The Lost Gate by Orson Scott Card
Review by Ryan Lawler
The Lost Gate is the first book in Orson Scott Card's Mithermage series published by Tor in 2011. This is the second book from Card within the space of three months and just like Pathfinder, The Lost Gate is the first book of a new YA fantasy series centered around a young boy trying to learn how to control and utilise his powerful gifts (which is also just like Ender's Game and Seventh Son). While characters may seem very familiar, they have been placed in a world full of wonder and originality, and I have high expectations for future books in this series.
The Lost Gate is set on modern day earth and tells the story of Danny North, a young boy growing up in the family compound hidden away from the rest of the world where magic is common place. The North family along with a number of other prominent families around the world are not native to Earth, they are decendents of ancient mages from another planet called Westil and have been living on Earth for thousands of years as the gods from modern and ancient religion and mythology (the Norths represent the Norse gods). As Danny grows up he discovers that he has the powers of a Gate Mage, a powerful form of magery that was outlawed almost 1400 years prior and is enforced by the penalty of death. On the run and with no idea how the world works outside the compound, Danny's must learn how to wield his gift if is to survive.
Meanwhile on Westil, a concurrent story is also being told about a young boy who after 1400 years has finally been released from his imprisonment inside a tree. This young boy, who is also a Gate Mage, has no memory of his past before the imprisonment, but he is very good at Gate magery with complex manipulations coming to him quite easily. As he travels through Westil the boy senses that something is not right, that he has forgotten something very important and that the fate of the world may very well depend on whether he can recover that lost memory.
The major strength of this book is by far and away the magic system. While previous magic systems from Card may have been a bit hit and miss, this is certainly not the case for The Lost Gate where he has managed to coordinate a fine balance of originality, complexity, fantasy and realism in creating a system that provides a novel explanation for all religion, myths and legends recorded throughout history. The concept of the in-self and the out-self, that people are able to project their out-self in different ways in order to perform different magical abilities, is a brilliant concept that I feel is best embodied by Beast and Gate magery. It was also good to see that Card did not dumb down the technical details behind different forms of magery as he has been accused of doing in previous books, because while each form has its complexities (ie. Gate magery with its Great Gates and Gate Twisting), the technical details are reasonably straight forward and often help to progress the story.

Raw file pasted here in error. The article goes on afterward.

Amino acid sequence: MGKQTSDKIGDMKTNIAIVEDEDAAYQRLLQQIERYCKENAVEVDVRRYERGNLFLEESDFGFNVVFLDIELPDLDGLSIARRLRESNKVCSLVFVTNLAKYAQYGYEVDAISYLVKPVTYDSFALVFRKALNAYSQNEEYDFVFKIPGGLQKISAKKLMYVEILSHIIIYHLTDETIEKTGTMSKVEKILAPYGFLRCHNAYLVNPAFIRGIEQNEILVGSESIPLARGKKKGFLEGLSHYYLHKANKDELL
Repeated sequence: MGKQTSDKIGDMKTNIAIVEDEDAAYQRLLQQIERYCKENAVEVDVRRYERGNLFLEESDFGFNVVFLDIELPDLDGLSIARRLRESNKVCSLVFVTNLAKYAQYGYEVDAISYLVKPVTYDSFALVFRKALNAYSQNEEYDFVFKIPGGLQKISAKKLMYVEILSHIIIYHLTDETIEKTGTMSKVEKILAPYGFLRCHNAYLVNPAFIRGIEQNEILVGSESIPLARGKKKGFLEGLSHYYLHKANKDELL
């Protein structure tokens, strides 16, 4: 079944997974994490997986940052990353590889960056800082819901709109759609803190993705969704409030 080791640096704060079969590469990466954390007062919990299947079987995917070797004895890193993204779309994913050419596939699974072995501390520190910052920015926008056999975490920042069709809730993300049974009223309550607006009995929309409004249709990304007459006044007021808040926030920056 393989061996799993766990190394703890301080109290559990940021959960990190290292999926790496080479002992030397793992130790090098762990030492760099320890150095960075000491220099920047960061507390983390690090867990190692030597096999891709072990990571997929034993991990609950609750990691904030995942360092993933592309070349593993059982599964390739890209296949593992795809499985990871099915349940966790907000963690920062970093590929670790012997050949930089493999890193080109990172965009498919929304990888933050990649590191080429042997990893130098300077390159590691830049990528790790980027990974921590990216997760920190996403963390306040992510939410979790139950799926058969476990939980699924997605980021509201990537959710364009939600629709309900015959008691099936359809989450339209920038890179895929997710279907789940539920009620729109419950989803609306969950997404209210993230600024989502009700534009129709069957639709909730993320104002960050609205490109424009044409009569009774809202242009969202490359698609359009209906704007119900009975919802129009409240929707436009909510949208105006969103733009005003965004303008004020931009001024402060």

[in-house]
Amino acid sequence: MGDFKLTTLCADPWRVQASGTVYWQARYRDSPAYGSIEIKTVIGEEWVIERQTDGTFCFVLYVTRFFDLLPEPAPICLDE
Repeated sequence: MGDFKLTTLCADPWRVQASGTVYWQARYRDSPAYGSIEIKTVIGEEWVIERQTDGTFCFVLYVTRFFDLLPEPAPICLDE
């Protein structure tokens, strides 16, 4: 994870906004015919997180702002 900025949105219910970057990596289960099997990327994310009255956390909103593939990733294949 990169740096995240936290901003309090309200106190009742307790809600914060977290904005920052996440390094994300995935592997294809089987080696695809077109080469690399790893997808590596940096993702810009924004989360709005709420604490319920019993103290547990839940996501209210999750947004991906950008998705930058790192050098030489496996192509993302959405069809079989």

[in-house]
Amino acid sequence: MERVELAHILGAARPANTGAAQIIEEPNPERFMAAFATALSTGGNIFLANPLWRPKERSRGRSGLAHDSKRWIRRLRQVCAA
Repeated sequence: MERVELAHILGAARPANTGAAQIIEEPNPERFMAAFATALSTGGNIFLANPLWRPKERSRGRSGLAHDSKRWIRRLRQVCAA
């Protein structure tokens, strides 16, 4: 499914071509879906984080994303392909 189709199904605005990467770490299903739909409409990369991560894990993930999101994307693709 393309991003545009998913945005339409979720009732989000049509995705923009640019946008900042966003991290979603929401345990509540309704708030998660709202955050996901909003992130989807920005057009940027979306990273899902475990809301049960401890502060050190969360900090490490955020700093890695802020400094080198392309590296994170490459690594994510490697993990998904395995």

For the most part I really liked this book. As you would expect from Orson Scott Card a lot of things were done right; the writing was solid, the pacing was great, and the characters, while similar to characters from other Card books, were fully fleshed out with their own unique complexities and idiosyncrasies to help make them stand out. I think that the concept of all religions, myths and legends being based on a central magic system not of this world is fantastic with an almost limitless potential to go anywhere. The problem for me was that the story itself in a number of parts was just not up to scratch; it was as if parts of the story had been sacrificed for world building and planning essential for future books. While I understand the need to lay a good foundation for the whole series, I dont think it needs to be done at the expense of the story and there are plenty of examples that demonstrate how to write a complete story while at the same time setting up for future books (for example The Final Empire by Brandon Sanderson). The story seemed to be lacking in substance, borrowing a lot of material from a number of well known tropes without applying a great deal of originality. The story also seemed to be lacking in direction and while the main character may have physically achieved what he set out to do, I didnt get the feeling that the main character understood what he was doing, understood why he was doing it, or was in agreeance that he should be doing it at all. Despite all the positives, I was left feeling empty at the end because in my opinion nothing in the story was adequately resolved.
This is a solid and enjoyable piece of YA fiction that promises a lot from future books. After spending an entire book world building I expect the future books to be outstanding, and given the calibre of Orson Scott Card I am pretty confident that these expectations will be easily met.
Arrington from Dallas, Texas
I think this is a great book. You get mad and ashamed that he thought that's what teens say.
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